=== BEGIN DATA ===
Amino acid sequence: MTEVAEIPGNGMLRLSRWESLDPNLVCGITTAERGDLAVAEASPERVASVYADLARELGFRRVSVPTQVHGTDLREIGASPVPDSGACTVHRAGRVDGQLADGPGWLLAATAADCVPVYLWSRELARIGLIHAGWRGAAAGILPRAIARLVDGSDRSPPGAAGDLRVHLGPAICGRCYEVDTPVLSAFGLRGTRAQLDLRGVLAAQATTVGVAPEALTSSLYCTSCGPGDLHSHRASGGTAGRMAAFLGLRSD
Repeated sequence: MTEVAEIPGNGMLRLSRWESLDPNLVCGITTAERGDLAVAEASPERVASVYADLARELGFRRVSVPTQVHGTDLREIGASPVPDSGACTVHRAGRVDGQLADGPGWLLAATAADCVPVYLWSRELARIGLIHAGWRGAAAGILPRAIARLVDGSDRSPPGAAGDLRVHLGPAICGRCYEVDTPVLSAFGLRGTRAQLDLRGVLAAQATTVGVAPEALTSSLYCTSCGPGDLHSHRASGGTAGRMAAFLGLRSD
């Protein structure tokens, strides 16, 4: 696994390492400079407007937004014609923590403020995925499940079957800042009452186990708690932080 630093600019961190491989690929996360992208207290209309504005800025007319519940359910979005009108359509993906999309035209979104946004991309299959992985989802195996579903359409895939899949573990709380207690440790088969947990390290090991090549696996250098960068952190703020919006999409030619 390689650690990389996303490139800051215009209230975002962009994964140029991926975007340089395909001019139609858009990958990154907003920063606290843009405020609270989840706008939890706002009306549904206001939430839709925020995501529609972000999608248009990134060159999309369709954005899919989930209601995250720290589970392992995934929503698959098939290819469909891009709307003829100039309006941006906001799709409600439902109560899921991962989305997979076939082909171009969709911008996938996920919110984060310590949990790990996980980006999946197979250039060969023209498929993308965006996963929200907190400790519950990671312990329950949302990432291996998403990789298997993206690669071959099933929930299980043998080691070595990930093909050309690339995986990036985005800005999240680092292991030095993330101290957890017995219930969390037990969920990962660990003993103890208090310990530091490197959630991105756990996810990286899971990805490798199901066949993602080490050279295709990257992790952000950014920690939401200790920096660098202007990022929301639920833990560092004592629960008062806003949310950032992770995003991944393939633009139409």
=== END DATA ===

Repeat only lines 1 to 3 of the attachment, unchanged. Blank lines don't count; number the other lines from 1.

Amino acid sequence: MTEVAEIPGNGMLRLSRWESLDPNLVCGITTAERGDLAVAEASPERVASVYADLARELGFRRVSVPTQVHGTDLREIGASPVPDSGACTVHRAGRVDGQLADGPGWLLAATAADCVPVYLWSRELARIGLIHAGWRGAAAGILPRAIARLVDGSDRSPPGAAGDLRVHLGPAICGRCYEVDTPVLSAFGLRGTRAQLDLRGVLAAQATTVGVAPEALTSSLYCTSCGPGDLHSHRASGGTAGRMAAFLGLRSD
Repeated sequence: MTEVAEIPGNGMLRLSRWESLDPNLVCGITTAERGDLAVAEASPERVASVYADLARELGFRRVSVPTQVHGTDLREIGASPVPDSGACTVHRAGRVDGQLADGPGWLLAATAADCVPVYLWSRELARIGLIHAGWRGAAAGILPRAIARLVDGSDRSPPGAAGDLRVHLGPAICGRCYEVDTPVLSAFGLRGTRAQLDLRGVLAAQATTVGVAPEALTSSLYCTSCGPGDLHSHRASGGTAGRMAAFLGLRSD
């Protein structure tokens, strides 16, 4: 696994390492400079407007937004014609923590403020995925499940079957800042009452186990708690932080 630093600019961190491989690929996360992208207290209309504005800025007319519940359910979005009108359509993906999309035209979104946004991309299959992985989802195996579903359409895939899949573990709380207690440790088969947990390290090991090549696996250098960068952190703020919006999409030619 390689650690990389996303490139800051215009209230975002962009994964140029991926975007340089395909001019139609858009990958990154907003920063606290843009405020609270989840706008939890706002009306549904206001939430839709925020995501529609972000999608248009990134060159999309369709954005899919989930209601995250720290589970392992995934929503698959098939290819469909891009709307003829100039309006941006906001799709409600439902109560899921991962989305997979076939082909171009969709911008996938996920919110984060310590949990790990996980980006999946197979250039060969023209498929993308965006996963929200907190400790519950990671312990329950949302990432291996998403990789298997993206690669071959099933929930299980043998080691070595990930093909050309690339995986990036985005800005999240680092292991030095993330101290957890017995219930969390037990969920990962660990003993103890208090310990530091490197959630991105756990996810990286899971990805490798199901066949993602080490050279295709990257992790952000950014920690939401200790920096660098202007990022929301639920833990560092004592629960008062806003949310950032992770995003991944393939633009139409």